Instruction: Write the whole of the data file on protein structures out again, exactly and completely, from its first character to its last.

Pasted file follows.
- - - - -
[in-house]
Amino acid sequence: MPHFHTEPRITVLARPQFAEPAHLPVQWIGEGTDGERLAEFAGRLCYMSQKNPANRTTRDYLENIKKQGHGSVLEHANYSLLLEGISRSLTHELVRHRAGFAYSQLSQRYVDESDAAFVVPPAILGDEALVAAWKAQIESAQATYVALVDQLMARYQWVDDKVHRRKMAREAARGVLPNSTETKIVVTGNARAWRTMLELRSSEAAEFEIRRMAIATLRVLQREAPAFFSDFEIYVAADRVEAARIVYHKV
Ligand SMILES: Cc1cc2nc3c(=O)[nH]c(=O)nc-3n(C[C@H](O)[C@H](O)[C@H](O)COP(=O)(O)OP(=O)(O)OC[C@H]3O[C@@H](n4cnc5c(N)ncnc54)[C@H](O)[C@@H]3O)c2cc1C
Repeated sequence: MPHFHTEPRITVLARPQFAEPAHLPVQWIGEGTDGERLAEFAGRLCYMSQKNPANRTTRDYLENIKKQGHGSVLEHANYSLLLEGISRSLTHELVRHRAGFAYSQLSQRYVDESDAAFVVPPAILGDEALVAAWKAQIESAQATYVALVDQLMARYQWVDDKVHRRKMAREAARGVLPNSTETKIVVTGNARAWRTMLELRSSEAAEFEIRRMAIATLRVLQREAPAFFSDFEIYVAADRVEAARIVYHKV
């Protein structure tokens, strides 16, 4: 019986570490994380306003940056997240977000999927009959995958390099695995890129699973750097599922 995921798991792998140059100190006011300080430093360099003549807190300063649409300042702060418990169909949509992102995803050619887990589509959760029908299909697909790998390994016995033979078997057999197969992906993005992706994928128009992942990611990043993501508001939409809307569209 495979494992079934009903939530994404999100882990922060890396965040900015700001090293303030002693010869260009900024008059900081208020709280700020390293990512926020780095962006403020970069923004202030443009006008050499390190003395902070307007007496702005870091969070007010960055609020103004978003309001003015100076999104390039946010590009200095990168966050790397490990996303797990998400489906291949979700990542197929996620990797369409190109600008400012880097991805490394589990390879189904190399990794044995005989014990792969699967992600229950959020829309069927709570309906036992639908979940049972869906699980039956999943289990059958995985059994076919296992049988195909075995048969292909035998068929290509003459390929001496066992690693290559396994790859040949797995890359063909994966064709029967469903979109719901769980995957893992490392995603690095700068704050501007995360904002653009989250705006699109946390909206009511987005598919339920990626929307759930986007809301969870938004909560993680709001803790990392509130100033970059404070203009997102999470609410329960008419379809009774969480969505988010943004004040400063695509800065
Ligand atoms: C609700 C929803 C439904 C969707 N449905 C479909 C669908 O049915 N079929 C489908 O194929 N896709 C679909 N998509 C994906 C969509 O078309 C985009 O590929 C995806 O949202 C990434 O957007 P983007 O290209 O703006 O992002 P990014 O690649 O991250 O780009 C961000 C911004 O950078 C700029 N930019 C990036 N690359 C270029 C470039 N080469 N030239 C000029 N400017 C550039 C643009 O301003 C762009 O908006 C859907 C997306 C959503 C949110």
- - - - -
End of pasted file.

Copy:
[in-house]
Amino acid sequence: MPHFHTEPRITVLARPQFAEPAHLPVQWIGEGTDGERLAEFAGRLCYMSQKNPANRTTRDYLENIKKQGHGSVLEHANYSLLLEGISRSLTHELVRHRAGFAYSQLSQRYVDESDAAFVVPPAILGDEALVAAWKAQIESAQATYVALVDQLMARYQWVDDKVHRRKMAREAARGVLPNSTETKIVVTGNARAWRTMLELRSSEAAEFEIRRMAIATLRVLQREAPAFFSDFEIYVAADRVEAARIVYHKV
Ligand SMILES: Cc1cc2nc3c(=O)[nH]c(=O)nc-3n(C[C@H](O)[C@H](O)[C@H](O)COP(=O)(O)OP(=O)(O)OC[C@H]3O[C@@H](n4cnc5c(N)ncnc54)[C@H](O)[C@@H]3O)c2cc1C
Repeated sequence: MPHFHTEPRITVLARPQFAEPAHLPVQWIGEGTDGERLAEFAGRLCYMSQKNPANRTTRDYLENIKKQGHGSVLEHANYSLLLEGISRSLTHELVRHRAGFAYSQLSQRYVDESDAAFVVPPAILGDEALVAAWKAQIESAQATYVALVDQLMARYQWVDDKVHRRKMAREAARGVLPNSTETKIVVTGNARAWRTMLELRSSEAAEFEIRRMAIATLRVLQREAPAFFSDFEIYVAADRVEAARIVYHKV
């Protein structure tokens, strides 16, 4: 019986570490994380306003940056997240977000999927009959995958390099695995890129699973750097599922 995921798991792998140059100190006011300080430093360099003549807190300063649409300042702060418990169909949509992102995803050619887990589509959760029908299909697909790998390994016995033979078997057999197969992906993005992706994928128009992942990611990043993501508001939409809307569209 495979494992079934009903939530994404999100882990922060890396965040900015700001090293303030002693010869260009900024008059900081208020709280700020390293990512926020780095962006403020970069923004202030443009006008050499390190003395902070307007007496702005870091969070007010960055609020103004978003309001003015100076999104390039946010590009200095990168966050790397490990996303797990998400489906291949979700990542197929996620990797369409190109600008400012880097991805490394589990390879189904190399990794044995005989014990792969699967992600229950959020829309069927709570309906036992639908979940049972869906699980039956999943289990059958995985059994076919296992049988195909075995048969292909035998068929290509003459390929001496066992690693290559396994790859040949797995890359063909994966064709029967469903979109719901769980995957893992490392995603690095700068704050501007995360904002653009989250705006699109946390909206009511987005598919339920990626929307759930986007809301969870938004909560993680709001803790990392509130100033970059404070203009997102999470609410329960008419379809009774969480969505988010943004004040400063695509800065
Ligand atoms: C609700 C929803 C439904 C969707 N449905 C479909 C669908 O049915 N079929 C489908 O194929 N896709 C679909 N998509 C994906 C969509 O078309 C985009 O590929 C995806 O949202 C990434 O957007 P983007 O290209 O703006 O992002 P990014 O690649 O991250 O780009 C961000 C911004 O950078 C700029 N930019 C990036 N690359 C270029 C470039 N080469 N030239 C000029 N400017 C550039 C643009 O301003 C762009 O908006 C859907 C997306 C959503 C949110």